This magic MOMENT: while the risk/reward is fine 3

Disclosure: Short MOMENT 11.5% Senior Subordinated Notes (60877UAM9), Long MOMENT 10% 1.5 Lien Senior Secured Notes (60877UBA4).

The 1.5 Lien Notes last traded at 93. If they prevail at a hearing on September 9, noteholders will receive 104.17 in cash. If not, replacement notes are still unlikely to be worth less than current trading levels.

If you’ve gotten past the pun in the title and are still with me, read on for what I think is a compelling and actionable near-term opportunity in the Momentive Performance Materials (MPM) bankruptcy cases. Spending some quality time with the MPM docket has been a bright spot in an otherwise challenging quarter for Cable Car. Barring a successful appeal by the Subordinated Notes trustee, which I think unlikely, I’ll have the chance to discuss the success of my short position in the Subordinated Notes in Cable Car’s next quarterly letter. I have been following the case closely in support of that position, and in the process decided to invest in the Senior Secured Notes following the sell-off from last week’s make-whole decision. The remainder of this post discusses the 1.5 Lien Notes. A similar opportunity with slightly less appealing pricing (but more liquidity and lien priority1) exists in the 8.875% First Lien Senior Secured Notes (55336TAC9).

Cable Car focuses primarily on equity securities, but I occasionally find value elsewhere in the capital structure. For a number of structural reasons, reorganizations often present interesting opportunities to invest in debt securities. Institutional ownership restrictions, the prevalence of relative value frameworks, and legal complexity can often lead to mispricing. Distressed debt often has a potential return profile similar to equity (both long or short), even when it is not being explicitly equitized.

As a non-lawyer (though I am the proud son of a mediator!) and passive investor, I have a deliberately limited approach to bankruptcy cases. Unlike many specialist distressed debt investors, I will generally only even consider participating after a plan of reorganization has been proposed, which after some analysis I believe is likely to be confirmed. I am content to let larger players do the heavy lifting of negotiating a prepack or a restructuring support agreement, for which they are often well compensated by the right to provide exit financing on preferential terms. Even after a plan has been put forward and controversies have been fully briefed, securities prices may not yet reflect the proposed distributions under the plan, or the reasonable range of outcomes in the legal process (subject to interpretation, of course). I’m a firm believer that potential outcomes can be bounded and questions of interpretations assessed, even by the non-specialist. There’s something very appealing about quantifiable outcomes for value investors with a probabilistic approach. With extensive public bankruptcy docket updates nearly in real time, reorganizations present a rather delightful reading comprehension exercise—at least if there’s something wrong with you and, like me, you kind of enjoy poring over a bond indenture. From experience, I can say it at least beats reading critical theory.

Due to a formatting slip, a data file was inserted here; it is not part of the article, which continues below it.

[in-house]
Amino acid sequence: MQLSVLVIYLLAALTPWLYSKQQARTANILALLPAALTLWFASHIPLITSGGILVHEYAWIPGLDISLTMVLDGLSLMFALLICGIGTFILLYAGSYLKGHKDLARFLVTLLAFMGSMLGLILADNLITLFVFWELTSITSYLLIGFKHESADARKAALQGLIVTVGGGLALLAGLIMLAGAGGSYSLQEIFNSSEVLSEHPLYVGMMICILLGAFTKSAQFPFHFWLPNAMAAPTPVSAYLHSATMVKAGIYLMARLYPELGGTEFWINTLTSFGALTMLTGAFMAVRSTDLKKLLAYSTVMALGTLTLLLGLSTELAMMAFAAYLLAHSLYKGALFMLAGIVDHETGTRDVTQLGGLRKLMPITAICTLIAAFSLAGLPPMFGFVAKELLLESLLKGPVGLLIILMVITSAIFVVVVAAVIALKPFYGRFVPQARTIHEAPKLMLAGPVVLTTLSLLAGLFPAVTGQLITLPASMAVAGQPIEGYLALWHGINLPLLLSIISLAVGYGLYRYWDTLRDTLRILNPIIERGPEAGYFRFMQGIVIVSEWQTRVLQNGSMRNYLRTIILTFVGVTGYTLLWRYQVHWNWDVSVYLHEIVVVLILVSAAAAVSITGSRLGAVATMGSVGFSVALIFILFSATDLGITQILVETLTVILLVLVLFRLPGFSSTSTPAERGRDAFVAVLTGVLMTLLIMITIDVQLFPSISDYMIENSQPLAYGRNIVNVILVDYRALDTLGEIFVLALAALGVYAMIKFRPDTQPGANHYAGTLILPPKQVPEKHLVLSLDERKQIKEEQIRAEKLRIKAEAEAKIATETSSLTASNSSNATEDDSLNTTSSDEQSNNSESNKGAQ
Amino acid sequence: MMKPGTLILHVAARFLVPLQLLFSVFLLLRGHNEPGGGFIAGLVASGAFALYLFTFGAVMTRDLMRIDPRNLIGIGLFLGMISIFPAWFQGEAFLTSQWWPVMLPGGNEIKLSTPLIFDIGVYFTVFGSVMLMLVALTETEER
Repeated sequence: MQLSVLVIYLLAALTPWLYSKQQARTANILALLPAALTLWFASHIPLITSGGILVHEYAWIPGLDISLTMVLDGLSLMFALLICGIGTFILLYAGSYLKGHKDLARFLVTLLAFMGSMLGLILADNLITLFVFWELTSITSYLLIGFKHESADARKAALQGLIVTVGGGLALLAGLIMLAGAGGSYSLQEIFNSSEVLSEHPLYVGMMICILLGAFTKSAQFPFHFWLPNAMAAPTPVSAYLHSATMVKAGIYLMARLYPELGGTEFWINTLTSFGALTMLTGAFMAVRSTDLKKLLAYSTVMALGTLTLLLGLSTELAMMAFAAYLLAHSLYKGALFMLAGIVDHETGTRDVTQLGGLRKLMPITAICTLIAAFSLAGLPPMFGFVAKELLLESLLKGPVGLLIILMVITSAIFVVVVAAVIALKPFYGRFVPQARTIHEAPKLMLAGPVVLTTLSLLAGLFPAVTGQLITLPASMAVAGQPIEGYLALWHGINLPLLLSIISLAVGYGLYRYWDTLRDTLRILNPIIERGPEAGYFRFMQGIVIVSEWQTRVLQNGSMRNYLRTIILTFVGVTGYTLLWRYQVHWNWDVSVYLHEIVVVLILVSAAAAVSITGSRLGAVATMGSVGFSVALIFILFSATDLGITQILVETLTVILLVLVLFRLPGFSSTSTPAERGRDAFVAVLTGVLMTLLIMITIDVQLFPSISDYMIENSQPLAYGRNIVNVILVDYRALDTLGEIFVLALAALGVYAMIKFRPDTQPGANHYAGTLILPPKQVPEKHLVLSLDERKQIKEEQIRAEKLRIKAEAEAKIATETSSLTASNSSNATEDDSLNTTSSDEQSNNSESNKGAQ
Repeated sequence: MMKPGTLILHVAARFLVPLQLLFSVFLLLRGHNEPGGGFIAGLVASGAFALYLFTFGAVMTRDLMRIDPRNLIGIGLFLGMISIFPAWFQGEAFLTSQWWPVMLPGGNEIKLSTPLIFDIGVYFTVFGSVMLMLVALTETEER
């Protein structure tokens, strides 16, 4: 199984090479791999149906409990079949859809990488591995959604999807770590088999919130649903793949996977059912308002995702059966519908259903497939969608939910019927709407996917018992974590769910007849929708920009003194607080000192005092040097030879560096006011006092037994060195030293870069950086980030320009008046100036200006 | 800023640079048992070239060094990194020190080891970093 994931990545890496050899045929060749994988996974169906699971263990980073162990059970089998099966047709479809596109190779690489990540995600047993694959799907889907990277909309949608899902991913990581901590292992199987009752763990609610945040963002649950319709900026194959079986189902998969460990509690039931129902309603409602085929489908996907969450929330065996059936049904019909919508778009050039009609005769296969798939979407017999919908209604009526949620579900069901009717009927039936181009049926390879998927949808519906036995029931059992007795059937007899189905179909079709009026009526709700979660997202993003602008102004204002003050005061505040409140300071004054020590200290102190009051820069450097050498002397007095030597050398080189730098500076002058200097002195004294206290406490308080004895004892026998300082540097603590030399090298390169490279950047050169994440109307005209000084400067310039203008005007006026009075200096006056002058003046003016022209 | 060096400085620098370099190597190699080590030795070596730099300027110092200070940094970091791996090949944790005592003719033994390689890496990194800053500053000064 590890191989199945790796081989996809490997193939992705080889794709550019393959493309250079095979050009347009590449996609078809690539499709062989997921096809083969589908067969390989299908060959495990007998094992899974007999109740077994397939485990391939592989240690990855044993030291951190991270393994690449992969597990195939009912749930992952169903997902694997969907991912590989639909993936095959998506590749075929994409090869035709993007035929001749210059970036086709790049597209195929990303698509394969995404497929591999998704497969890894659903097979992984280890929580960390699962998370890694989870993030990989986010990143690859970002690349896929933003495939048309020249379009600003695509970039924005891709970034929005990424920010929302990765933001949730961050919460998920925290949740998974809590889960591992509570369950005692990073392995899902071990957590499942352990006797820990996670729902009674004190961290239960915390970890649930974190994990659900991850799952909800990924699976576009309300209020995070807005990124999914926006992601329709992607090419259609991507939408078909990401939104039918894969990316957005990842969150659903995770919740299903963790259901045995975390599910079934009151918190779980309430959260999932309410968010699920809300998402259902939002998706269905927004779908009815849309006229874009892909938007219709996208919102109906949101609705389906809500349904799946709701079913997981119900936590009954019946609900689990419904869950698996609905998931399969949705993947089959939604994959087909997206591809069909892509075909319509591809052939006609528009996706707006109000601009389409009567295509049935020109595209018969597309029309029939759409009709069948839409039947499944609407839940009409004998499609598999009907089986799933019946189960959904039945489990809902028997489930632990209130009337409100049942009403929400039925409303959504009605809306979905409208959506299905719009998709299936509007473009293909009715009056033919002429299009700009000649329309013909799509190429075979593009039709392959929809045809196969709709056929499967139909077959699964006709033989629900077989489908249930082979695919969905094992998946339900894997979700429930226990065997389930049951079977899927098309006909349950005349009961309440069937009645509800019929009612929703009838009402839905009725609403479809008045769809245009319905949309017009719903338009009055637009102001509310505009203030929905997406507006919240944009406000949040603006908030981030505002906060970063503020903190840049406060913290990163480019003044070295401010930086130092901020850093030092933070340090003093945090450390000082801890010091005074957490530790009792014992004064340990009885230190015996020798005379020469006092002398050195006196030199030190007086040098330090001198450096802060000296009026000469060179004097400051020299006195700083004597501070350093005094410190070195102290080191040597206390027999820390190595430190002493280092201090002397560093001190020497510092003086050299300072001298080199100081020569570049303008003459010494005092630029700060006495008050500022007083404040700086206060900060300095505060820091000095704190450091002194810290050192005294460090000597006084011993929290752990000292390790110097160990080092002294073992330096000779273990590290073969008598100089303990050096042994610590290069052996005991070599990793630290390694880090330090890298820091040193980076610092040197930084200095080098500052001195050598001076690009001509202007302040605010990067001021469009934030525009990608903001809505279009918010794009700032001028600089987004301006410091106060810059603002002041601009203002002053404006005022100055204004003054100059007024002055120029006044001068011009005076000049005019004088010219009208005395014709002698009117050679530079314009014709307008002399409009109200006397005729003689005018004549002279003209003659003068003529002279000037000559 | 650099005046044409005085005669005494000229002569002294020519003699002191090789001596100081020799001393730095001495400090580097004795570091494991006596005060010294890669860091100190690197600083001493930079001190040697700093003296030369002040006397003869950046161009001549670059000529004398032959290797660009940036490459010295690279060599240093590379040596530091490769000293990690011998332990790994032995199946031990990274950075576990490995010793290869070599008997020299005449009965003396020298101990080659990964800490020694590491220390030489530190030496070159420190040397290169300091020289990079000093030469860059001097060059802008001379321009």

In any case, all that is a very long-winded way of saying that while I think I have a handle on this situation, I am not a distressed debt expert. So if you are, and you’re reading this, please don’t be shy about pointing out where my analysis may be flawed. Or just say hello!


MPM is a quartz and silicones producer that was purchased for $3.8 billion in a leveraged buyout by Apollo in 2006. The bankruptcy proceedings formally value the enterprise at just $2.2 billion today. For a detailed discussion of the Debtor’s business and the proposed plan of reorganization, see the plan disclosure statement. The details of the operating business are not important to rehash here, except to note that MPM will benefit from restructuring. Although hopelessly overleveraged at 16x last year’s (possibly cyclically depressed2) EBITDA, MPM is a leader in its business and generates enough earnings to comfortably support a more realistic capital structure. The proposed plan reduces net debt by about $3.2 billion, including a $600 million equity injection. If confirmed, MPM will emerge with about $1.2 billion of net debt against $300 million in EBITDA. Using management’s 2015 EBITDA forecast, the pro forma entity would have about 4.5x Total Debt/EBITDA and 3.8x EBITDA/Interest coverage. These metrics are roughly consistent with an issuer rated BB or B.